Graham Reid | | 3 min read
Few musicians remain creative their whole life. Most fall back on familiar styles or even phrases, others peak early and their career becomes a long and slightly embarrassing re-run of former glories.
Yet Ornette Coleman (born in Fort Worth, Texas, 1930) has not only been restlessly inventive but is widely considered one of the great innovators of the 20th century. Even in the new millennium he continues to confound and create, delight and demand attention.
He did all of those things, especially confound, when I met him in New York a decade ago. Wearing a blue-checked suit, purple waistcoat and a collarless shirt buttoned up to the neck, he was dapper in an idiosyncratic way and sometimes spoke in almost impenetrable riddles. He was amusing, charming, quietly spoken and much smaller than I imagined.
My profile for the New Zealand Herald started: “For a man who has had his lights punched out, was reviled by critics and audiences, often ignored and, in latter years, belatedly recognised as a genius, Ornette Coleman is remarkably slight.”
I also noted however that he somehow seemed much bigger. Genius can be like that.
Coleman is nominally a jazz musician, he prefers to call himself an improvising composer who sometimes uses the instruments of jazz. He plays saxophone, violin and trumpet, but has also played shehnai (an Indian wind instrument with an astringent tone), written for orchestras and created extraordinary film scores, notably for David Croneberg’s Naked Lunch in 1991.
In the 60s he improvised with Yoko Ono, played with the Gunther Schuller Orchestra and avant-garde saxophonist Albert Ayler. In just an 18 month period in the 70s he recorded with the Master Musicians of Joujouka in Morocco, the London Symphony Orchestra, and electric guitarist James Blood Ulmer in New York. The Grateful Dead’s guitarist Jerry Garcia appeared on Coleman’s 1988 album Virgin Beauty.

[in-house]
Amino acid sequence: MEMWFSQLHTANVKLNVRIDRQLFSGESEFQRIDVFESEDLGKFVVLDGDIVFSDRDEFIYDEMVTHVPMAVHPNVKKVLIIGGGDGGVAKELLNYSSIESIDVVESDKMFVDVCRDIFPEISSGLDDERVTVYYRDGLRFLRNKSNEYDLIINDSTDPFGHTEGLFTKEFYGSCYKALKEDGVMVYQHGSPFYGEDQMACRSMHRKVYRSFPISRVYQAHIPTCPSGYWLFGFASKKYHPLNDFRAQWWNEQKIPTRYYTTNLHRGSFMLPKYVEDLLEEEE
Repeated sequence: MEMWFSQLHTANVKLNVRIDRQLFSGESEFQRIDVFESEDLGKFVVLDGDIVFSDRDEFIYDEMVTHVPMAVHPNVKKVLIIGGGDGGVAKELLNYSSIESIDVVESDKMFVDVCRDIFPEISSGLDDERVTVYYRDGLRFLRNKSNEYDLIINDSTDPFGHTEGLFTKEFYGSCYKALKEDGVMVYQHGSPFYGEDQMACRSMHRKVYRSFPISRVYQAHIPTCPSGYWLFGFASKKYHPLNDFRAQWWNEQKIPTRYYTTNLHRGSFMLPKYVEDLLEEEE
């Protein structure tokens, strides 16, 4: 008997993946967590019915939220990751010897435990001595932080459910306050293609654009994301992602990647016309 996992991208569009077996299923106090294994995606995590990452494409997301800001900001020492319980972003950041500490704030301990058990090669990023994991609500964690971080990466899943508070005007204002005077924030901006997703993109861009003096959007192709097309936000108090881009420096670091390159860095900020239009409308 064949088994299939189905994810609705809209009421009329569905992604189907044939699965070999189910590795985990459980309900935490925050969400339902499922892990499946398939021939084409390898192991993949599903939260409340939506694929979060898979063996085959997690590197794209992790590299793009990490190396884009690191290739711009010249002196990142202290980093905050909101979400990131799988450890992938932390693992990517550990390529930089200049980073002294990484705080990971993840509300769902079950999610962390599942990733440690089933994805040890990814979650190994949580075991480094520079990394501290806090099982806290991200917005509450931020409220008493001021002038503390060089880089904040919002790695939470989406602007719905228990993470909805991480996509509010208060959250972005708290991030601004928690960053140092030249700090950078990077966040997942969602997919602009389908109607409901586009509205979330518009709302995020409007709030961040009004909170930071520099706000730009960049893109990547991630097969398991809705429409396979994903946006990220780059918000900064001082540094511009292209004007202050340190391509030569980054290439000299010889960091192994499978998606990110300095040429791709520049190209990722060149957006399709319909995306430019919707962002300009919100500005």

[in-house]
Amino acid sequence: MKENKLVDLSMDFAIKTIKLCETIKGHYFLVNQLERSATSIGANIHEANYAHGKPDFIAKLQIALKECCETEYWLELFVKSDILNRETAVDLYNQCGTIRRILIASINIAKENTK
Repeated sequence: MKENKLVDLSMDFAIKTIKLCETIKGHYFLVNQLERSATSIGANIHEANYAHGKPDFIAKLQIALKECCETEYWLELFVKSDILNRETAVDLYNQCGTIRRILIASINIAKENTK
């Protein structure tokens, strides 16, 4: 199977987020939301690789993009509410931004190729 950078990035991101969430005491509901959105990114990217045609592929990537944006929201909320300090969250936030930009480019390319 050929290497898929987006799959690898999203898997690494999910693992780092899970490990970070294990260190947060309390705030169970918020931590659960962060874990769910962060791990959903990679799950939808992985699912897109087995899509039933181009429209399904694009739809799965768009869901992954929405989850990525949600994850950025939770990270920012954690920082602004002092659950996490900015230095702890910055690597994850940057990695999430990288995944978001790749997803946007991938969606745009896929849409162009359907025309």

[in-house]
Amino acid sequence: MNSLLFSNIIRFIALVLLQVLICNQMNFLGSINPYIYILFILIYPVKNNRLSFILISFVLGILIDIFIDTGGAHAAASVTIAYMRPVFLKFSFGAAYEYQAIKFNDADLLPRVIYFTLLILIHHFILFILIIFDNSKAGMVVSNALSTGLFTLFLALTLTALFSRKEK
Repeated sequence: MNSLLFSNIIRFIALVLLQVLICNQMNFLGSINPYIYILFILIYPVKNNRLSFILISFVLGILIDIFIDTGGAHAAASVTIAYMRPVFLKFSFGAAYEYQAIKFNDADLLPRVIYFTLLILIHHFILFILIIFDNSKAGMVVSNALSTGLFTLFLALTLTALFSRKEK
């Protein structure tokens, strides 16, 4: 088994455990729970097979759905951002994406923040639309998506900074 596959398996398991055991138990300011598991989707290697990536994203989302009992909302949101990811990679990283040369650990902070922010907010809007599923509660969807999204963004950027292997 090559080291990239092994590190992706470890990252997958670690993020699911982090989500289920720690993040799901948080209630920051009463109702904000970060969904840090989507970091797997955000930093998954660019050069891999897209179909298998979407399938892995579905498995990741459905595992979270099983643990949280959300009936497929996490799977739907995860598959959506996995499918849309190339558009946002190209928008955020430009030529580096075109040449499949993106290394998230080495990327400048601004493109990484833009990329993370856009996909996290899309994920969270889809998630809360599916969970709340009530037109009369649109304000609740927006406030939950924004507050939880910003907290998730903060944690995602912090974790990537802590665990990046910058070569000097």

Coleman is a composer for whom musical boundaries are arbitrary and his self-devised “harmolodic” system for composition is designed to “remove the caste system from sound”.
He influenced Miles Davis, his admirers include the guitarist Pat Metheny and Red Hot Chili Peppers, and musicians from his 60s quartets -- trumpeter Don Cherry, drummer Billy Higgins and bassist Charlie Haden -- all went on to have successful independent careers.
These days Ornette Coleman is as likely to be name-checked by rock bands like Sonic Youth as kids coming out of jazz classes.
As John Litweiler wrote in Ornette Coleman: A Harmolodic Life, “Ornette Coleman, like a benign parent, can survey a large, active jazz scene that he fathered through his persistence and dedication.”
That was written in the early 90s and Coleman’s influence has been even more profound in the decade and a half since. In 2007 he was awarded both a Pulitzer Prize for Music and a Grammy for Lifetime Achievement.
Coleman’s unorthodox music -- whether it be the watershed Free Jazz album of 1960 which ushered in a new way of thinking about music, his symphonic work Skies of America from the early 70s, his “rock band” Prime Time in the 80s, or his compositions for string quartet -- has made listeners and musicians think, frown sometimes and often smile. And his Sound Grammar (2006) was as adventurous as any in his 50 year career.
Ornette Coleman, a genius now in his late 70s, still has the capacity to surprise, delight and influence.
Coda: At a guess I have seen literally thousands of concerts/gigs/shows -- yet none I anticipated as eagerly as seeing Ornette Coleman live. I had missed him by a week in Venice once and when I interviewed him in New York he wasn't playing anywhere. So I went to the Wellington concert at the Michael Fowleer Centre on February 23 2088 with great antication, but also slightly fearful that he might disappoint. After all he was 77.
When he came on stage he looked terrific: a blue suit and white shoes with black uppers. He also seemed taller on stage than in real life and reminded me of a more skinny Morgan Freeman. He had lost quite a bit of hair since the time I met him. However he shuffled on stage with desperately fragile steps.
Yet from the first note he played on a white plastic also it was apparent that he had lost none of his power, tone, confidence and courage. With three bassists -- Charnette Moffet and Al McDowell on electric, Tony Falanga on acoustic which he mostly played arco -- and son Denardo on drums, this was a concert that exceeded my expectations.
For some sections I closed my eyes and it was as if Coleman was playing like a young man. He played with inventiveness and passion, and sometimes wit.
Frankly, the encore of Lonely Woman would have been worth the price of admission alone.
I jokingly said to someone later I could now die happy. Maybe it wasn't such a joke after all. Genius, and I was in its presence. - Feb 24, 2008
This short essay was written for the programme of the Ornette Coleman concert at the International Festival of the Arts, Wellington February 2008